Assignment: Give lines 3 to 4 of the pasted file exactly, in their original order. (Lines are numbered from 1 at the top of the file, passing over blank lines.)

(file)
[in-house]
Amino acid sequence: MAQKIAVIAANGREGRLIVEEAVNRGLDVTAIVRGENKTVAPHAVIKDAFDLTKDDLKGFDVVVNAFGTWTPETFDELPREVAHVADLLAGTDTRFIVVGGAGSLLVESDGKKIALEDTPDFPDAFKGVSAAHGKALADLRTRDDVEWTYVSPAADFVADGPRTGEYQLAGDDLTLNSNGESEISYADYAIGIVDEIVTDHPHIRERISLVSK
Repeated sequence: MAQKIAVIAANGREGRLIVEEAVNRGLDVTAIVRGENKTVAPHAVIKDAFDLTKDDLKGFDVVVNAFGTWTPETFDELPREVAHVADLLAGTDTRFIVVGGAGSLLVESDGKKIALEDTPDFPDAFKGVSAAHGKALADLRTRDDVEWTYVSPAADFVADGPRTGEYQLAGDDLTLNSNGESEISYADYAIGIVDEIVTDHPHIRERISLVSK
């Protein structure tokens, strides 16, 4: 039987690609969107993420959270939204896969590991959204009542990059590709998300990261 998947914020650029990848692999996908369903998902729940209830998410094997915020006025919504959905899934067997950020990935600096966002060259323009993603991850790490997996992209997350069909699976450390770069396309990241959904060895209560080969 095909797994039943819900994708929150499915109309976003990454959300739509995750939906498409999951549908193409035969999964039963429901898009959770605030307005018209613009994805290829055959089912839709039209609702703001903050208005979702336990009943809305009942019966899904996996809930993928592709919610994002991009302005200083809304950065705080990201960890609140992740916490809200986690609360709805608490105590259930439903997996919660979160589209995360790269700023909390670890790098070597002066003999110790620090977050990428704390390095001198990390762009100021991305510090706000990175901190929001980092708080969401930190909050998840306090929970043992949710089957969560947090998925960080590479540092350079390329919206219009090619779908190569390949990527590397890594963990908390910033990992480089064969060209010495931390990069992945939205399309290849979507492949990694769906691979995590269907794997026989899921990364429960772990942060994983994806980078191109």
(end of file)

Repeated sequence: MAQKIAVIAANGREGRLIVEEAVNRGLDVTAIVRGENKTVAPHAVIKDAFDLTKDDLKGFDVVVNAFGTWTPETFDELPREVAHVADLLAGTDTRFIVVGGAGSLLVESDGKKIALEDTPDFPDAFKGVSAAHGKALADLRTRDDVEWTYVSPAADFVADGPRTGEYQLAGDDLTLNSNGESEISYADYAIGIVDEIVTDHPHIRERISLVSK
């Protein structure tokens, strides 16, 4: 039987690609969107993420959270939204896969590991959204009542990059590709998300990261 998947914020650029990848692999996908369903998902729940209830998410094997915020006025919504959905899934067997950020990935600096966002060259323009993603991850790490997996992209997350069909699976450390770069396309990241959904060895209560080969 095909797994039943819900994708929150499915109309976003990454959300739509995750939906498409999951549908193409035969999964039963429901898009959770605030307005018209613009994805290829055959089912839709039209609702703001903050208005979702336990009943809305009942019966899904996996809930993928592709919610994002991009302005200083809304950065705080990201960890609140992740916490809200986690609360709805608490105590259930439903997996919660979160589209995360790269700023909390670890790098070597002066003999110790620090977050990428704390390095001198990390762009100021991305510090706000990175901190929001980092708080969401930190909050998840306090929970043992949710089957969560947090998925960080590479540092350079390329919206219009090619779908190569390949990527590397890594963990908390910033990992480089064969060209010495931390990069992945939205399309290849979507492949990694769906691979995590269907794997026989899921990364429960772990942060994983994806980078191109």